Rheumatoid arthritis is a very painful condition for many sufferers but there could be a way to prevent it from occurring.
Researchers from the University of Birmingham have discovered that maintaining a sufficient level of vitamin D could be the answer.
The study saw the researchers compare the ability of immune cells in blood from inflamed joints in people with rheumatoid arthritis to respond to the vitamin, which comes from the sun.
It was found the tissue that had not succumbed to the disease responded well to vitamin D. This suggested that it could be effective at preventing the onset of rheumatoid arthritis.
In the UK alone, the disease affects more than 400,000.
Once the disorder had developed, it was found that vitamin D was less effective. However, it is thought that it could still help in higher doses with other anti-inflammatories.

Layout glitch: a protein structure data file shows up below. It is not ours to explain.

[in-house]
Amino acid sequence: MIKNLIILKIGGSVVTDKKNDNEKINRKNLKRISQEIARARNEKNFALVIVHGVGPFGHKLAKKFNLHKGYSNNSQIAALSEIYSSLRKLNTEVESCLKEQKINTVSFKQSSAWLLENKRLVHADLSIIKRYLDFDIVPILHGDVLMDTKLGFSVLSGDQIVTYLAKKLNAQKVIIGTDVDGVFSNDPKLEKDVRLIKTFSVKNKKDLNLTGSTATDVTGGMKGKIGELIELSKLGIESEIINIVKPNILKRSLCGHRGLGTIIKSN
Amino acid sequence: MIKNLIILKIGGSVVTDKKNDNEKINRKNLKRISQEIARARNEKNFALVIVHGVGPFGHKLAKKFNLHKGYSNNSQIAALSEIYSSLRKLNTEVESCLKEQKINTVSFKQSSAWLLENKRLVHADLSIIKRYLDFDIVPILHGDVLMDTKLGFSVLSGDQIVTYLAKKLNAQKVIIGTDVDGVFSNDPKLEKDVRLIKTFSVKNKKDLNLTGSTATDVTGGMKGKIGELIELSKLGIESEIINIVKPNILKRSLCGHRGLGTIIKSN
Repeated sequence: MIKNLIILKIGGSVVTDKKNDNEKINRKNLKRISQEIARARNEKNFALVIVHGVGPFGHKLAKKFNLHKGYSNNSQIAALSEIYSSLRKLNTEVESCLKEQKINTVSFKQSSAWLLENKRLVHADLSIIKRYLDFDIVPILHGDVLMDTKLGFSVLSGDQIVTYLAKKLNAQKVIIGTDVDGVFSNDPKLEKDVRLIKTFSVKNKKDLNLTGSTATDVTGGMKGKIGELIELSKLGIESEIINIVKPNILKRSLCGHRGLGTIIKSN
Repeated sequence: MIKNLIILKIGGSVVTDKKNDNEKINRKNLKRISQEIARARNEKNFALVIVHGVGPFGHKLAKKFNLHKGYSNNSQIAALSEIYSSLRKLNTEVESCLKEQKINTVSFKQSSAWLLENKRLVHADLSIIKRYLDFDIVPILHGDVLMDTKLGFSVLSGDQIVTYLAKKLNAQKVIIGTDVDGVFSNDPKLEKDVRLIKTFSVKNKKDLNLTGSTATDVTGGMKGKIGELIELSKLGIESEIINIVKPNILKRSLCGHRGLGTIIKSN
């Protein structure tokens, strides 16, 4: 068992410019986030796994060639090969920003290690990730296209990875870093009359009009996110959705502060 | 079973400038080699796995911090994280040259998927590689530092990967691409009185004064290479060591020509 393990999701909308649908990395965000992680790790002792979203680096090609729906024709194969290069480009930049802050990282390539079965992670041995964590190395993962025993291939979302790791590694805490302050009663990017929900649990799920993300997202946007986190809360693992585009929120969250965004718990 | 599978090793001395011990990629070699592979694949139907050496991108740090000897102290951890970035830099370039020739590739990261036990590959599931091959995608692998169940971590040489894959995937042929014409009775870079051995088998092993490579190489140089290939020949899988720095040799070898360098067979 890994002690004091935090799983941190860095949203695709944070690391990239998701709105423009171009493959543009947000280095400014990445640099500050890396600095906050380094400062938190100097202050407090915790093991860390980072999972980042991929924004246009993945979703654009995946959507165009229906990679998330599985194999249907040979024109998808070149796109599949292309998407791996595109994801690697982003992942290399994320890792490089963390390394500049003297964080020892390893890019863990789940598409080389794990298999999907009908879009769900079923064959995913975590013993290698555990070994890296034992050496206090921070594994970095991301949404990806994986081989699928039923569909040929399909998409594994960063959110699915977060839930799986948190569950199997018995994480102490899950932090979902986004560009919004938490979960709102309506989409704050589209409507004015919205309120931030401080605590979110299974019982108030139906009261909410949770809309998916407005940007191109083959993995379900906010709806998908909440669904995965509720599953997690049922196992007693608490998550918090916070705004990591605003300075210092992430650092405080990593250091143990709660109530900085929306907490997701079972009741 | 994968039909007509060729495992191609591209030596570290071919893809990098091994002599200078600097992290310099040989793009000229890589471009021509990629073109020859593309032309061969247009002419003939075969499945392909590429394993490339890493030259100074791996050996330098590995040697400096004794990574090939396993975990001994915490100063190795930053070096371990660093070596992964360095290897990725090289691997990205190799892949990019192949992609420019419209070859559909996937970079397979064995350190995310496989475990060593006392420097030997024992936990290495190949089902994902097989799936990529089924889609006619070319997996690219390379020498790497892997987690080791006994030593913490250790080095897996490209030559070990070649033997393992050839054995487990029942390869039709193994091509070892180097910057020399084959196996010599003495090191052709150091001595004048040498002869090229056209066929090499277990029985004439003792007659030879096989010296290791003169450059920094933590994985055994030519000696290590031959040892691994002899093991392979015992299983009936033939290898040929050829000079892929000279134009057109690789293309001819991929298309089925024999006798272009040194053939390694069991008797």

Professor Martin Hewison, who co-authored the study, believes the results will have significant implications for people in the UK.
Although he did point out that it was a particular problem in the UK as the weather means that almost everyone is going to be deficient in vitamin D. He told the Guardian that now they just need to work out how much is needed to overcome the disease.
The study first began in 2011 and builds on work showing that people with rheumatoid arthritis have deficiency in vitamin D. Calls have also been made by experts for vitamin D to be added to food.